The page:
The restaurant is nothing more than white linen-covered tables and velvet ropes which make up the "walls."
While diners eat gourmet food and try to have intimate conversations, they have to scream at each other because their voices are constantly drowned out by passing loud cars and buses.
When one of the characters decides to leave, he just raises his hand while sitting at the table and flags down a cab.
This is such an outlandish, wonderful concept, and the scene really encapsulates the New York mindset (at least before September 11, 2001).
New York is (maybe still) so consumed with the newest and the hippest and everyone wants to jump on the latest thing before anyone else, leading to more and more outlandish "it" places and things.
I have no idea how the makers of this small film ever got permission to pull this stunt off.
Just think of the imagination needed to come up with this idea, and to actually be able to make it happen, cheaply and without digital gimmickry, no less.
This is just a few minutes of the movie, but the imagination behind this scene permeates much of the rest of the film as well.
There's another scene which involves a helicopter on the roof of a skyscraper that's interesting, too.
What's even greater about these moments is that they are presented completely matter-of-factly.
Another movie or director with set pieces like that, and I can't think of many, might have a "aren't we clever?" way about them.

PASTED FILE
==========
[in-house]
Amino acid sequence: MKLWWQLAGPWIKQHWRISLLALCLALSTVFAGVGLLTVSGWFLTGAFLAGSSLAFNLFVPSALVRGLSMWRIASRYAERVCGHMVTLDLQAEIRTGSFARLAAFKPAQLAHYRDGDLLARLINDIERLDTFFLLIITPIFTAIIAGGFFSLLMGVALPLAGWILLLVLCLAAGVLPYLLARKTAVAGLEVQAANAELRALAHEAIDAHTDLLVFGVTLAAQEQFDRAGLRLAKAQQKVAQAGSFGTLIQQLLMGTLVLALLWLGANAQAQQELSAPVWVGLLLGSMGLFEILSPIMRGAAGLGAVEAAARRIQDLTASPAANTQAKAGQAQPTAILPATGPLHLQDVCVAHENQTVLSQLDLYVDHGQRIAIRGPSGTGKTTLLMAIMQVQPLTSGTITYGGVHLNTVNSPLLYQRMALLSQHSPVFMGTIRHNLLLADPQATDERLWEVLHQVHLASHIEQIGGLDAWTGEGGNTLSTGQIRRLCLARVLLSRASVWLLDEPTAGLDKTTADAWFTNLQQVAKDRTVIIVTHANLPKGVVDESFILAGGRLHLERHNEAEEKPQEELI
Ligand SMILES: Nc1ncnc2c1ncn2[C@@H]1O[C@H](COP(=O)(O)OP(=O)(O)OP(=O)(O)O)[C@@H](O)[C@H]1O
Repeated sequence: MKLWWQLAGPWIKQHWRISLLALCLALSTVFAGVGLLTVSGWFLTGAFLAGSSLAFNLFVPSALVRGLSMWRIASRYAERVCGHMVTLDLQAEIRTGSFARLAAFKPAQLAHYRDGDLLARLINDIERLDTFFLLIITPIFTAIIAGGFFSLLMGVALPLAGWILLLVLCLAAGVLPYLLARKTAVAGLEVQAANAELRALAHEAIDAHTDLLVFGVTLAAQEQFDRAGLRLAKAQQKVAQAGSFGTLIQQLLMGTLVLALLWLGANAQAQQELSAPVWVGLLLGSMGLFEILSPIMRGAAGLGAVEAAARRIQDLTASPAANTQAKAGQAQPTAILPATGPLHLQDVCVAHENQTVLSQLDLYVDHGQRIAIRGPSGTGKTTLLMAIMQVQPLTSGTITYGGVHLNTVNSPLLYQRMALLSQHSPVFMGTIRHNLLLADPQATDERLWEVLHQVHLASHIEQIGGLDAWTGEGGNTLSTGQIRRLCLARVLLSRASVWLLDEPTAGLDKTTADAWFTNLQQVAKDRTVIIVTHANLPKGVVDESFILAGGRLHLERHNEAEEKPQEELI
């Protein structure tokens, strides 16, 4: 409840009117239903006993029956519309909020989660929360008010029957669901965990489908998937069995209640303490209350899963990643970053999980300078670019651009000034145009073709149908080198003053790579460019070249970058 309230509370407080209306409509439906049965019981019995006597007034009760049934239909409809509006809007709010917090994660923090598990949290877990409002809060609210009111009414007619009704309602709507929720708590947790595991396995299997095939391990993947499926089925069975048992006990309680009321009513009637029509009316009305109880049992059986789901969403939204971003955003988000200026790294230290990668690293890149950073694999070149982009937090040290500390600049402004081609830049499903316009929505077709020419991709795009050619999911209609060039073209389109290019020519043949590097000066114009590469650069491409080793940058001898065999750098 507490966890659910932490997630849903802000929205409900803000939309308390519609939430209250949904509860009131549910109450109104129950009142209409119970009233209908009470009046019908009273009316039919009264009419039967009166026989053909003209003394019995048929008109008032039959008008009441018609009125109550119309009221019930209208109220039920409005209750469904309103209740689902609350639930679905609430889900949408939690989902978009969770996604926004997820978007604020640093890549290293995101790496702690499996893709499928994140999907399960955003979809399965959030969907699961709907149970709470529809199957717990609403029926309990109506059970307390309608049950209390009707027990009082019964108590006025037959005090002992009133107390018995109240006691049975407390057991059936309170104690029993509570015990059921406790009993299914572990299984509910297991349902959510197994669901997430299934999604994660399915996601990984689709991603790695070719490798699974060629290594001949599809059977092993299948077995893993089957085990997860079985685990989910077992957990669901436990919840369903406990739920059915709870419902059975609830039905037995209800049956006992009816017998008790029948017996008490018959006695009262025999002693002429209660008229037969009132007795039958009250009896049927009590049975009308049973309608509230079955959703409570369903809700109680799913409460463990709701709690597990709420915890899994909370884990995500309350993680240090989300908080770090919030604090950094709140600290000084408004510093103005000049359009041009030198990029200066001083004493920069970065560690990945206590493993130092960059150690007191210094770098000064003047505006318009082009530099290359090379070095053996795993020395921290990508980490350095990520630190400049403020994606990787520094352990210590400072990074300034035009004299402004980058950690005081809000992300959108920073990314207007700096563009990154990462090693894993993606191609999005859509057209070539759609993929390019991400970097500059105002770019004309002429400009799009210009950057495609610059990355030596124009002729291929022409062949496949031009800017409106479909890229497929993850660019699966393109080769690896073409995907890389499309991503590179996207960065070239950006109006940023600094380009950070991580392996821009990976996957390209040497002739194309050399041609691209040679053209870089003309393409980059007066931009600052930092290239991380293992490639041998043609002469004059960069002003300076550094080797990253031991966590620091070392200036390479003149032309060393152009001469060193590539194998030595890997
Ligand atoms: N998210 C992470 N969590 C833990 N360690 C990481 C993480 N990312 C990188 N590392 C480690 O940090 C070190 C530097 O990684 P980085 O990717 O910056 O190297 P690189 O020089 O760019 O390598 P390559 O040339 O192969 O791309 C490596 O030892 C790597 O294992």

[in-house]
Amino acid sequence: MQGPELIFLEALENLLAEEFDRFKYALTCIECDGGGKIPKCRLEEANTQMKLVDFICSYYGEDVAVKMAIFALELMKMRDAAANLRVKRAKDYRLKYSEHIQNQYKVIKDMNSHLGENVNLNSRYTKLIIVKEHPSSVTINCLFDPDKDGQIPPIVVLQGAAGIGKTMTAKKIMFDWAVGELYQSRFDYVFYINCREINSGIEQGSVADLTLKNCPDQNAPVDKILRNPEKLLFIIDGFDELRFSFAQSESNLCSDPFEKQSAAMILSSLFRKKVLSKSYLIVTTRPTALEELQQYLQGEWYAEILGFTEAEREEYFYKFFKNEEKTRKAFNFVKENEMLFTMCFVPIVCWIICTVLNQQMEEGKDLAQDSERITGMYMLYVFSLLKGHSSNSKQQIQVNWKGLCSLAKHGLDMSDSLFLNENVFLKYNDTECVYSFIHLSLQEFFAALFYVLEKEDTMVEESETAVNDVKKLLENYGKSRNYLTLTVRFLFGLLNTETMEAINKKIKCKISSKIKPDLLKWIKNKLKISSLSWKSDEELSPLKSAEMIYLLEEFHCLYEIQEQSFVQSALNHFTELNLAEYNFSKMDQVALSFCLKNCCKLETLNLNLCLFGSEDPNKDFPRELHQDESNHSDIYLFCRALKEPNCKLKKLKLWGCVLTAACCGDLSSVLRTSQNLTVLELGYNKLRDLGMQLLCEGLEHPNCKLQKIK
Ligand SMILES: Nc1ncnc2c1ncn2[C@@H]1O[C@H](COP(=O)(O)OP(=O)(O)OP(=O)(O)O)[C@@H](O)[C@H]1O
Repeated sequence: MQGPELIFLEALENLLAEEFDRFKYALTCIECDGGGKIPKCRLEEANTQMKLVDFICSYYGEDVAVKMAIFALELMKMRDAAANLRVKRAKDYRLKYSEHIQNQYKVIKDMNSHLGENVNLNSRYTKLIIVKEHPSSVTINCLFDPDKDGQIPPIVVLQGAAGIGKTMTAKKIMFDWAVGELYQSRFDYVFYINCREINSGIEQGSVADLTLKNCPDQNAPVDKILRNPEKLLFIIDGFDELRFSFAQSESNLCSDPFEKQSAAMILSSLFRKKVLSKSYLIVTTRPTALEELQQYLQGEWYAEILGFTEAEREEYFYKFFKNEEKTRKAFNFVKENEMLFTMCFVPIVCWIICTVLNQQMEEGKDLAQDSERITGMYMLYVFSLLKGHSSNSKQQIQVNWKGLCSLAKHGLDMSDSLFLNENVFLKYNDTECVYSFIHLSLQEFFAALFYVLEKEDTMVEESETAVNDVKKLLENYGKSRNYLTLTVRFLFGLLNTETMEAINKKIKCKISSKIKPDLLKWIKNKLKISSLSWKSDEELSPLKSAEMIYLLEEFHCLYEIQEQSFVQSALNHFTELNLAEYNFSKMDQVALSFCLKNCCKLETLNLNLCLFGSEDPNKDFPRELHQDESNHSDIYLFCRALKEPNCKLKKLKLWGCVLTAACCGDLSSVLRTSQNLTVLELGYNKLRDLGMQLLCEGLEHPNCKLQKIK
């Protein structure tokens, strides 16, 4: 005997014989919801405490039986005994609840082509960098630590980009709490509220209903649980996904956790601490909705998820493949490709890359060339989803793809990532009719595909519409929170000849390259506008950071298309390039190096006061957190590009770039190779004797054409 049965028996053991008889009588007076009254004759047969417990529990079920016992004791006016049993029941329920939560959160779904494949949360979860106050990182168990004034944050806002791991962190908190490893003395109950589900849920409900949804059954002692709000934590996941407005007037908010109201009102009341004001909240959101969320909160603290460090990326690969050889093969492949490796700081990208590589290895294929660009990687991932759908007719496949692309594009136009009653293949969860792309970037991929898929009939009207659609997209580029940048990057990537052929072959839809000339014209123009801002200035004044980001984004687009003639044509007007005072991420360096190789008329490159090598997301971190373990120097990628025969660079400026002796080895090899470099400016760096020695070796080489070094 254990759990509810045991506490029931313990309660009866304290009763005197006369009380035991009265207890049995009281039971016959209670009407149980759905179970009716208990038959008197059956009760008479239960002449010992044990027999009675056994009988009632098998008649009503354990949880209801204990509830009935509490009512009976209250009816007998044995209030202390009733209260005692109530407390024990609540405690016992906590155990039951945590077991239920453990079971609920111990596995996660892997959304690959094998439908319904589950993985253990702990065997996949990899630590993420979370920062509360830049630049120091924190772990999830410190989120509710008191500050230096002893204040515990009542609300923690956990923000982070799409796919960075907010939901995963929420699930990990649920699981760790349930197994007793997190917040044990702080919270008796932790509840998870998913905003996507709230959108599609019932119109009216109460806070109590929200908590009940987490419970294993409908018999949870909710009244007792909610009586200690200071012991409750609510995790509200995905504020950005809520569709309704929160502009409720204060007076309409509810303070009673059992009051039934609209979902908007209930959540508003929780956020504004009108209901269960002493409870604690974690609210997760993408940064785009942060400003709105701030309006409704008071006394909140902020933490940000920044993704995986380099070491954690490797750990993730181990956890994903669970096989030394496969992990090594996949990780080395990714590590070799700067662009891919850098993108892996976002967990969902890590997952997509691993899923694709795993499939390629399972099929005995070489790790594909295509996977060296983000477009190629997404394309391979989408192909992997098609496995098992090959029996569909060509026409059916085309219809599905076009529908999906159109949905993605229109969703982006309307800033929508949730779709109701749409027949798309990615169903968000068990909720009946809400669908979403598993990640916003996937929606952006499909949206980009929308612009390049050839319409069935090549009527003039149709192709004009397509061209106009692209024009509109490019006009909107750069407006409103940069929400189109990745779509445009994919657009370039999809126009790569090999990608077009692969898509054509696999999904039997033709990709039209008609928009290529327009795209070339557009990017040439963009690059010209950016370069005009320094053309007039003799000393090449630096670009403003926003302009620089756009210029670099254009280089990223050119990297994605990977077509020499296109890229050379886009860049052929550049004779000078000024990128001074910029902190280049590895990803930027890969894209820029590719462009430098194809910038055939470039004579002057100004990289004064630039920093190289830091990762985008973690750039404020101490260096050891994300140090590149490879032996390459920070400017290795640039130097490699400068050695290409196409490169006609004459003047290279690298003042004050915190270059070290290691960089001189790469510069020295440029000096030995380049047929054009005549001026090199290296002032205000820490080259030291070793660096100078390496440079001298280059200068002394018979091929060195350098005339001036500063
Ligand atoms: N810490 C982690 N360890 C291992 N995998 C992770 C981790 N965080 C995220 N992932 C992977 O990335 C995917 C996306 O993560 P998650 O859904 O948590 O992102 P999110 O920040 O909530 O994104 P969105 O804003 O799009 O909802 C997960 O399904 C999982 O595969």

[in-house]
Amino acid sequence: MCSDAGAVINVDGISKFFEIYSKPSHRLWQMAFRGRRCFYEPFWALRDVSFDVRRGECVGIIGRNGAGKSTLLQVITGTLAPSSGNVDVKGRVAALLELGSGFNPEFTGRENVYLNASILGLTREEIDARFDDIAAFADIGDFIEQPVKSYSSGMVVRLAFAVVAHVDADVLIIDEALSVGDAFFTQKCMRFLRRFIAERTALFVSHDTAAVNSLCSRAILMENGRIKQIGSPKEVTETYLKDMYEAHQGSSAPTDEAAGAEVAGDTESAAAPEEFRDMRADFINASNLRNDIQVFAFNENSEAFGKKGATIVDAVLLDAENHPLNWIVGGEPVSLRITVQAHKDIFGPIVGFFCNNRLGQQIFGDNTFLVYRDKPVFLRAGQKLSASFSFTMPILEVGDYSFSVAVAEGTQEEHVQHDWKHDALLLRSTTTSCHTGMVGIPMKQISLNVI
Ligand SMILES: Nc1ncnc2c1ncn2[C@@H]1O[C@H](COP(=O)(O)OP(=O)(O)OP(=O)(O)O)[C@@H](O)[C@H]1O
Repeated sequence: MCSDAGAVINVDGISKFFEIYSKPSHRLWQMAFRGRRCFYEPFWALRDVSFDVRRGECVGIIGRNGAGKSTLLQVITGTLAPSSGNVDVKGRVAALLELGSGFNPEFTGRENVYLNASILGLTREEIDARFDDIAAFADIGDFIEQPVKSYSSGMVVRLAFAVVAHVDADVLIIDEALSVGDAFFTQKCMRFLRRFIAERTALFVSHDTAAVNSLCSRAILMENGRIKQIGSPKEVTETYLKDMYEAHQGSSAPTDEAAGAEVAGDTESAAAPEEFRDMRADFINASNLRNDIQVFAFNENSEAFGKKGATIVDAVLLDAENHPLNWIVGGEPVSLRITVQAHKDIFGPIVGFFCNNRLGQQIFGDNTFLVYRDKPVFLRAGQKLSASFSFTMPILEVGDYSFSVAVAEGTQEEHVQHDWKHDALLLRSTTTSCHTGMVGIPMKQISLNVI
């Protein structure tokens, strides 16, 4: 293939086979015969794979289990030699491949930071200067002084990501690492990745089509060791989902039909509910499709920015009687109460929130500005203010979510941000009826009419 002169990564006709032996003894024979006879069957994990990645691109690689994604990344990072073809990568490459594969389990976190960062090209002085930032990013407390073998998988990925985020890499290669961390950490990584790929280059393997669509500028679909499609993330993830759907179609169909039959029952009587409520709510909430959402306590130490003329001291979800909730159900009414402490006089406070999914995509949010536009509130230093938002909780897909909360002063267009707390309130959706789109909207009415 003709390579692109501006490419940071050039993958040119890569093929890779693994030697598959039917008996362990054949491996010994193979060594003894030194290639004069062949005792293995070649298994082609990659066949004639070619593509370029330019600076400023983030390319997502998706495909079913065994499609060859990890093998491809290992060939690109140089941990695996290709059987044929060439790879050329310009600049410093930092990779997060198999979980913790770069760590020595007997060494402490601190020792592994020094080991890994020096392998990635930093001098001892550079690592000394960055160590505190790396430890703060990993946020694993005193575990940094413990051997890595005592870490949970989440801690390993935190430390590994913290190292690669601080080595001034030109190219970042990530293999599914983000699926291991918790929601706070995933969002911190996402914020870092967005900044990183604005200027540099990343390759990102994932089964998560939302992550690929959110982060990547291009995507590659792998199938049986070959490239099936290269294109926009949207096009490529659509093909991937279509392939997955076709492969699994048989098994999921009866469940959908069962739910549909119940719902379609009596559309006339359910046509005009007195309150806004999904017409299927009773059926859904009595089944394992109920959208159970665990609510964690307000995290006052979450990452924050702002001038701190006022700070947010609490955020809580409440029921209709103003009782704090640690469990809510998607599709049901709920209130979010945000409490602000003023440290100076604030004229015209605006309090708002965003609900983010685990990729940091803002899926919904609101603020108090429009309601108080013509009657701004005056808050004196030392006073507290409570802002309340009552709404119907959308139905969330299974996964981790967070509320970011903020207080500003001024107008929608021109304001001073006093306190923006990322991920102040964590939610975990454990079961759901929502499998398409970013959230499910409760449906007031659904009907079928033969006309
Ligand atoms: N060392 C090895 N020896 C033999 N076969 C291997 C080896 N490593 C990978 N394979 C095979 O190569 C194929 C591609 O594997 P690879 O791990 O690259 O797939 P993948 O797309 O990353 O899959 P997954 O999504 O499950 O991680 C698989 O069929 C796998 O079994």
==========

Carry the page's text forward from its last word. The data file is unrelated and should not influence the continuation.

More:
Not this one.
Some other scenes made me laugh at out loud, which is something maybe I shouldn't be proud to admit.
The Jeff character has Tourette's Syndrome, and maybe I should feel embarrassed that some of his outbursts cracked me up.
I can't imagine how difficult it would be to actually have this problem, not knowing when and if you might next loose control and what you'd do could be devastating.
However, I might be able to justify my laughter in this case.
If Jeff didn't have Tourette's he would probably still be a not so pleasant guy. It may also be possible to argue that he is at least partially responsible for his difficulties, since he's not always responsibly taking his medication.
Also, it is just a movie, so you are given some permission to laugh inappropriately on occasion. Our dormant sophomoric selves feel more comfortable making themselves known, and some of the laughter comes from knowing we probably shouldn't be laughing at all. For a perfect example, think of much of "There's Something About Mary."
Maybe if you're laughing at an actor in a movie, and not in real life at someone who actually has impairment, it might not be the worst thing in the world.
I found Other Voices a delightful brain twister/teaser. It had me
thinking for hours after the movie was over, and going back again and
again for another viewing. I'm surprised this movie is not more
David Aaron Baker's performance was what really pulled the plot along. He made ever lie and every dramatic twist of the plot seem believable. Even when panicking through the subway he had a certain elegance.
Personally I think that David Aaron Baker needs to fire his agent, who ever that may be. He has wonderful potential that is being squandered in movies like Tao of Steve. This movie and Music Man have to be the only worth while movies I have ever seen him in. David Aaron Baker is a wonderful actor and even in badly cast roles his talent shines through.
Currently (March 2000) on the festival circuit, director Dan McCormack
that OTHER VOICES will go into general (if limited) release around
pending the conclusion of financial details. I enjoyed the film
you're best off going into it cold, so if you have any "friends" or
who try to tell you anything about the plot - run away!
So - this limits me to little bits and pieces. I don't know what your response to Peter Gallagher (sex, lies and videotape; AMERICAN BEAUTY) as a Frenchman will be. There was a bit of tittering in the audience I was in at his first lines, but that settled down rather quickly.